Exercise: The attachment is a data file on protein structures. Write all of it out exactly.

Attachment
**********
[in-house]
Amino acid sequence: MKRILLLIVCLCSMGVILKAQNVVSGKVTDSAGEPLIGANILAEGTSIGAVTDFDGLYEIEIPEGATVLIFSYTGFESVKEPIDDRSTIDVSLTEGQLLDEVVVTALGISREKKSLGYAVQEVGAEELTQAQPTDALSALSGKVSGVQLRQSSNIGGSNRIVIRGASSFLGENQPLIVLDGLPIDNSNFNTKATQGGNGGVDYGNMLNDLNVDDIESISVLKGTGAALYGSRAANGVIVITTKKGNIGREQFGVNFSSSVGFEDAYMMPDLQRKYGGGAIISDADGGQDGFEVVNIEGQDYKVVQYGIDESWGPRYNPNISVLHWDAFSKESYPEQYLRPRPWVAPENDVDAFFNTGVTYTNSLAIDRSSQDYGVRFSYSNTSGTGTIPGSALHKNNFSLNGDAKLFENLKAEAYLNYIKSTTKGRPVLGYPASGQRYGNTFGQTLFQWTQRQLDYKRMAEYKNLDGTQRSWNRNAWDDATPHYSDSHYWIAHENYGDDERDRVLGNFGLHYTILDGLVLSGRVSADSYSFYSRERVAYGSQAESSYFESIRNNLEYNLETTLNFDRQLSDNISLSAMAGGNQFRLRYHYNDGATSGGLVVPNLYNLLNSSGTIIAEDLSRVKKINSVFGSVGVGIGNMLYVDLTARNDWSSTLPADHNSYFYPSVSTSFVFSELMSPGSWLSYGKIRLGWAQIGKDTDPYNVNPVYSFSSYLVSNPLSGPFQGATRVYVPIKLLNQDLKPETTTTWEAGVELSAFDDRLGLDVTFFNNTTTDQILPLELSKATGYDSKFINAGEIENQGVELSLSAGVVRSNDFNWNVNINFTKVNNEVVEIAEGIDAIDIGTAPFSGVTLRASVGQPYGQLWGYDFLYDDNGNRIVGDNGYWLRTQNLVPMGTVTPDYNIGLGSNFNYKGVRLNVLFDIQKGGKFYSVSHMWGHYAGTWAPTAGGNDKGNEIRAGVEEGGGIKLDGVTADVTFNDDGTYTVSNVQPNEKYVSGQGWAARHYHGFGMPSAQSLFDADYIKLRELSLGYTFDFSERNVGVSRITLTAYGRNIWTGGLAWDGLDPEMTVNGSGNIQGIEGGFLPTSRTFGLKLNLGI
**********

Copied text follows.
[in-house]
Amino acid sequence: MKRILLLIVCLCSMGVILKAQNVVSGKVTDSAGEPLIGANILAEGTSIGAVTDFDGLYEIEIPEGATVLIFSYTGFESVKEPIDDRSTIDVSLTEGQLLDEVVVTALGISREKKSLGYAVQEVGAEELTQAQPTDALSALSGKVSGVQLRQSSNIGGSNRIVIRGASSFLGENQPLIVLDGLPIDNSNFNTKATQGGNGGVDYGNMLNDLNVDDIESISVLKGTGAALYGSRAANGVIVITTKKGNIGREQFGVNFSSSVGFEDAYMMPDLQRKYGGGAIISDADGGQDGFEVVNIEGQDYKVVQYGIDESWGPRYNPNISVLHWDAFSKESYPEQYLRPRPWVAPENDVDAFFNTGVTYTNSLAIDRSSQDYGVRFSYSNTSGTGTIPGSALHKNNFSLNGDAKLFENLKAEAYLNYIKSTTKGRPVLGYPASGQRYGNTFGQTLFQWTQRQLDYKRMAEYKNLDGTQRSWNRNAWDDATPHYSDSHYWIAHENYGDDERDRVLGNFGLHYTILDGLVLSGRVSADSYSFYSRERVAYGSQAESSYFESIRNNLEYNLETTLNFDRQLSDNISLSAMAGGNQFRLRYHYNDGATSGGLVVPNLYNLLNSSGTIIAEDLSRVKKINSVFGSVGVGIGNMLYVDLTARNDWSSTLPADHNSYFYPSVSTSFVFSELMSPGSWLSYGKIRLGWAQIGKDTDPYNVNPVYSFSSYLVSNPLSGPFQGATRVYVPIKLLNQDLKPETTTTWEAGVELSAFDDRLGLDVTFFNNTTTDQILPLELSKATGYDSKFINAGEIENQGVELSLSAGVVRSNDFNWNVNINFTKVNNEVVEIAEGIDAIDIGTAPFSGVTLRASVGQPYGQLWGYDFLYDDNGNRIVGDNGYWLRTQNLVPMGTVTPDYNIGLGSNFNYKGVRLNVLFDIQKGGKFYSVSHMWGHYAGTWAPTAGGNDKGNEIRAGVEEGGGIKLDGVTADVTFNDDGTYTVSNVQPNEKYVSGQGWAARHYHGFGMPSAQSLFDADYIKLRELSLGYTFDFSERNVGVSRITLTAYGRNIWTGGLAWDGLDPEMTVNGSGNIQGIEGGFLPTSRTFGLKLNLGI